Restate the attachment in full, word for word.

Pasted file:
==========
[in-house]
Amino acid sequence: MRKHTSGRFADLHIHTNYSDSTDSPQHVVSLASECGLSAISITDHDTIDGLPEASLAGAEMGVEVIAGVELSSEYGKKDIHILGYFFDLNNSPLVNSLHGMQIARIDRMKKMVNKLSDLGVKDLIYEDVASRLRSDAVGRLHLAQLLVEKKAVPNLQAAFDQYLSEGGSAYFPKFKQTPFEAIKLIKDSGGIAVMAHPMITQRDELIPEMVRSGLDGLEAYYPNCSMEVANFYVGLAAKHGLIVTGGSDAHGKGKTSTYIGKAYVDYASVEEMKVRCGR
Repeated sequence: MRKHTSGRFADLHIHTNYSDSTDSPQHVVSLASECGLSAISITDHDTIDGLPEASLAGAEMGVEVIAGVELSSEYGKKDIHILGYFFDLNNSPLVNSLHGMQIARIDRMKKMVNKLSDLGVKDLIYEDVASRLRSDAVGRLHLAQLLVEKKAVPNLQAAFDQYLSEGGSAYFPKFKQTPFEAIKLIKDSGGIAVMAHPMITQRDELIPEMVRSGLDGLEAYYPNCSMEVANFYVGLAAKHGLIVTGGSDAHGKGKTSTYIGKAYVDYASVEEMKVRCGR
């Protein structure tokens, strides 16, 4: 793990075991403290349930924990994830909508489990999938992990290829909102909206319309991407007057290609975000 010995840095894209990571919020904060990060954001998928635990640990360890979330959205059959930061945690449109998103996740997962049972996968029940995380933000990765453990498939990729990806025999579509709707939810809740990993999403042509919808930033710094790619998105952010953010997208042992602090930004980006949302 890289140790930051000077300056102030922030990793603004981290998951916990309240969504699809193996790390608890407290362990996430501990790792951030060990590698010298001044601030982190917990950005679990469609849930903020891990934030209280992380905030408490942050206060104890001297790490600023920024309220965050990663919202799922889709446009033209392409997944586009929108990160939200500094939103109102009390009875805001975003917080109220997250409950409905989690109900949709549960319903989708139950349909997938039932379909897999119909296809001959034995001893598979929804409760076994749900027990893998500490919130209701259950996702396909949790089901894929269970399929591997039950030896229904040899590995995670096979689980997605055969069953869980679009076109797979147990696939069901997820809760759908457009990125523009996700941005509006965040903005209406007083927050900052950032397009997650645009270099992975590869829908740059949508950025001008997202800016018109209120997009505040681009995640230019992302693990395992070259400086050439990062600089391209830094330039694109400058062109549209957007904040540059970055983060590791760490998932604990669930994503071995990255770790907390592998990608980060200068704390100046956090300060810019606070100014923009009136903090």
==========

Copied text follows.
[in-house]
Amino acid sequence: MRKHTSGRFADLHIHTNYSDSTDSPQHVVSLASECGLSAISITDHDTIDGLPEASLAGAEMGVEVIAGVELSSEYGKKDIHILGYFFDLNNSPLVNSLHGMQIARIDRMKKMVNKLSDLGVKDLIYEDVASRLRSDAVGRLHLAQLLVEKKAVPNLQAAFDQYLSEGGSAYFPKFKQTPFEAIKLIKDSGGIAVMAHPMITQRDELIPEMVRSGLDGLEAYYPNCSMEVANFYVGLAAKHGLIVTGGSDAHGKGKTSTYIGKAYVDYASVEEMKVRCGR
Repeated sequence: MRKHTSGRFADLHIHTNYSDSTDSPQHVVSLASECGLSAISITDHDTIDGLPEASLAGAEMGVEVIAGVELSSEYGKKDIHILGYFFDLNNSPLVNSLHGMQIARIDRMKKMVNKLSDLGVKDLIYEDVASRLRSDAVGRLHLAQLLVEKKAVPNLQAAFDQYLSEGGSAYFPKFKQTPFEAIKLIKDSGGIAVMAHPMITQRDELIPEMVRSGLDGLEAYYPNCSMEVANFYVGLAAKHGLIVTGGSDAHGKGKTSTYIGKAYVDYASVEEMKVRCGR
């Protein structure tokens, strides 16, 4: 793990075991403290349930924990994830909508489990999938992990290829909102909206319309991407007057290609975000 010995840095894209990571919020904060990060954001998928635990640990360890979330959205059959930061945690449109998103996740997962049972996968029940995380933000990765453990498939990729990806025999579509709707939810809740990993999403042509919808930033710094790619998105952010953010997208042992602090930004980006949302 890289140790930051000077300056102030922030990793603004981290998951916990309240969504699809193996790390608890407290362990996430501990790792951030060990590698010298001044601030982190917990950005679990469609849930903020891990934030209280992380905030408490942050206060104890001297790490600023920024309220965050990663919202799922889709446009033209392409997944586009929108990160939200500094939103109102009390009875805001975003917080109220997250409950409905989690109900949709549960319903989708139950349909997938039932379909897999119909296809001959034995001893598979929804409760076994749900027990893998500490919130209701259950996702396909949790089901894929269970399929591997039950030896229904040899590995995670096979689980997605055969069953869980679009076109797979147990696939069901997820809760759908457009990125523009996700941005509006965040903005209406007083927050900052950032397009997650645009270099992975590869829908740059949508950025001008997202800016018109209120997009505040681009995640230019992302693990395992070259400086050439990062600089391209830094330039694109400058062109549209957007904040540059970055983060590791760490998932604990669930994503071995990255770790907390592998990608980060200068704390100046956090300060810019606070100014923009009136903090």